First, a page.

Automakers Call on CARB to Explain How Electric Car Mandate Will Work

The Alliance of Automobile Manufacturers today called on the California Air Resources Board (ARB) to explain how it would make a reality of its dream that 10 percent of new cars sold in the state by 2003 be Zero Emission Vehicles (ZEVs).

Published: 24-Oct-2000

WASHINGTON, Oct. 24 /PRNewswire/ -- The Alliance of Automobile Manufacturers today called on the California Air Resources Board (ARB) to explain how it would make a reality of its dream that 10 percent of new cars sold in the state by 2003 be Zero Emission Vehicles (ZEVs).

"Everyone, including ARB, agrees that California's ZEV mandate presents enormous obstacles," said Alliance President & CEO Josephine S. Cooper. "The mandate requires that policymakers reconcile the challenges posed by the extraordinary cost of battery-powered vehicles, the low customer demand for them, the limits of battery technology, and the dearth of charging stations. Given these obstacles, how does ARB plan to make this mandate work?"

ARB voted 10-0 on September 8 to retain the basic ZEV requirements, and ARB staff was directed to develop and propose regulatory modifications and other steps that address the challenges associated with implementation of the ZEV program. The Board acknowledged the high costs of electric vehicles, concerns about low market demand and a lack of infrastructure. The Oct. 25 workshop in El Monte, California will focus on these issues.

"Automakers look forward to hearing what the Board plans to do to pave the way for the ZEV program in spite of the formidable roadblocks ahead," Cooper continued. "But we are disappointed with the ARB staff documents that just list ideas haphazardly and do not address the key issues. In the spirit of cooperation, since we are gravely concerned about the pending financial disaster for California consumers and family-owned dealerships, we pose the biggest questions ARB needs to answer: How will ARB fund its ZEV program? ARB reports acknowledge that high battery costs place a more than $21,000 premium on each electric vehicle; consumers will not pay this premium; and automakers are not expected to sell electric vehicles at a loss. Who then will pay the premium?" she added. "We expect ARB to have some answers -- not more questions!"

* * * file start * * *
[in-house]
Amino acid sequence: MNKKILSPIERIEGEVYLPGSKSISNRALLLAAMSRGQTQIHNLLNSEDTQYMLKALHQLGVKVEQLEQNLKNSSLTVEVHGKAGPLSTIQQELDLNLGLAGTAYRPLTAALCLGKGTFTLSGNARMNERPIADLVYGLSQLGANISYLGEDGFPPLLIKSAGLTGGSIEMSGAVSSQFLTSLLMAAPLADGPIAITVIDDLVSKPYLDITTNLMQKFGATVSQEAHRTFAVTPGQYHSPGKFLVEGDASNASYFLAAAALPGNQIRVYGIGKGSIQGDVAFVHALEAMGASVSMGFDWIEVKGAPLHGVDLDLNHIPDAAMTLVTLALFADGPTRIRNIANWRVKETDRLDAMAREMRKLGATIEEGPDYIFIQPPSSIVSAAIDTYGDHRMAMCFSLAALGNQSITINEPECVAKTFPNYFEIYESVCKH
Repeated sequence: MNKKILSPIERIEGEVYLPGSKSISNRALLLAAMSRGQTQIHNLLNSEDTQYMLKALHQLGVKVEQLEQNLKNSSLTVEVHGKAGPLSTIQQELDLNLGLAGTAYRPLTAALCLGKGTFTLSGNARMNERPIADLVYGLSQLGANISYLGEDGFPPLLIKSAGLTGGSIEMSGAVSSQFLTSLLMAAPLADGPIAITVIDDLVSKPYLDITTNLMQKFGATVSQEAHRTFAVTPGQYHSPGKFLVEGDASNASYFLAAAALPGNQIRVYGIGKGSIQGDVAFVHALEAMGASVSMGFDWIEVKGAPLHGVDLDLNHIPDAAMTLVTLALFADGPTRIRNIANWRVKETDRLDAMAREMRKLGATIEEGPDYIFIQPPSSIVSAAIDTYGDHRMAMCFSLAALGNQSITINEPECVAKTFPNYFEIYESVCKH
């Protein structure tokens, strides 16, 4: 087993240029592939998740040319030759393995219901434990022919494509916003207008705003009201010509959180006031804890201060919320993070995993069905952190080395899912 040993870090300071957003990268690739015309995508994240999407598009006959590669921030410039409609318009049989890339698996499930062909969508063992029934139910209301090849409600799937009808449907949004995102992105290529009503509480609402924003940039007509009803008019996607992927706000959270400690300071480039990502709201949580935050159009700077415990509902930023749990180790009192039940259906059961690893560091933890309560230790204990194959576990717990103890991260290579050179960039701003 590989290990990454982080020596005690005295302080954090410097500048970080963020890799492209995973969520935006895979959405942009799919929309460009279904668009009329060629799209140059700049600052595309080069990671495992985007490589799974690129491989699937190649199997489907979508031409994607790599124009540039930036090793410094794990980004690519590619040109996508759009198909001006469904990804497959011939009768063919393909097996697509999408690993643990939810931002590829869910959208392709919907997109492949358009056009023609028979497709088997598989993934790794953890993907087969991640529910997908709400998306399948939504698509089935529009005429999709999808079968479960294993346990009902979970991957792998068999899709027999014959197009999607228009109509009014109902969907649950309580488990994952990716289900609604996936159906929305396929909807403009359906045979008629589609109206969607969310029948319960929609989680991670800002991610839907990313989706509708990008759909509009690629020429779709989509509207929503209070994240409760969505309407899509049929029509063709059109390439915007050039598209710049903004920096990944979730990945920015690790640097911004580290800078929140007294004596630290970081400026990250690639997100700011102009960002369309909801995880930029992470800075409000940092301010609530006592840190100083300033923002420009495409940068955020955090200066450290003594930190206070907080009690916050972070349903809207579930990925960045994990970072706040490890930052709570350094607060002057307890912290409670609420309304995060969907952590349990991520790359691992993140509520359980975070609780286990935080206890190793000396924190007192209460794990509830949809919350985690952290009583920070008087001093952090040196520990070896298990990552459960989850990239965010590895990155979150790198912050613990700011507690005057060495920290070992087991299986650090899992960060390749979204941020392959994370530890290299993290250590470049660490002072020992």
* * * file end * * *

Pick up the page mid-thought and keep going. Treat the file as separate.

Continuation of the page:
"How will ARB address low consumer demand?" Cooper asked. "If auto dealers cannot sell electric vehicles, and do not re-order more, what will ARB do? Will the state buy them, or will the state mandate that government fleets purchase electric vehicles to increase demand? Federal, state and local governments operate more than 350,000 vehicles, virtually none of which are electric. What commitments will ARB make for building the infrastructure? California currently has only 400 charging stations. That's one charging station for every 6 ZEVs on the road. To maintain that ratio, the state will need to build about 8,350 charging stations by 2003. What are the state's plans and financial commitments?" Cooper asked.

"The biggest question of all is: Are California taxpayers ready to foot this $1 billion annual bill?"

SOURCE Alliance of Automobile Manufacturers

Views :2386

<< PREVIOUSNEXT >>
RELATED NEWS ITEMS

READER COMMENTS

blog comments powered by Disqus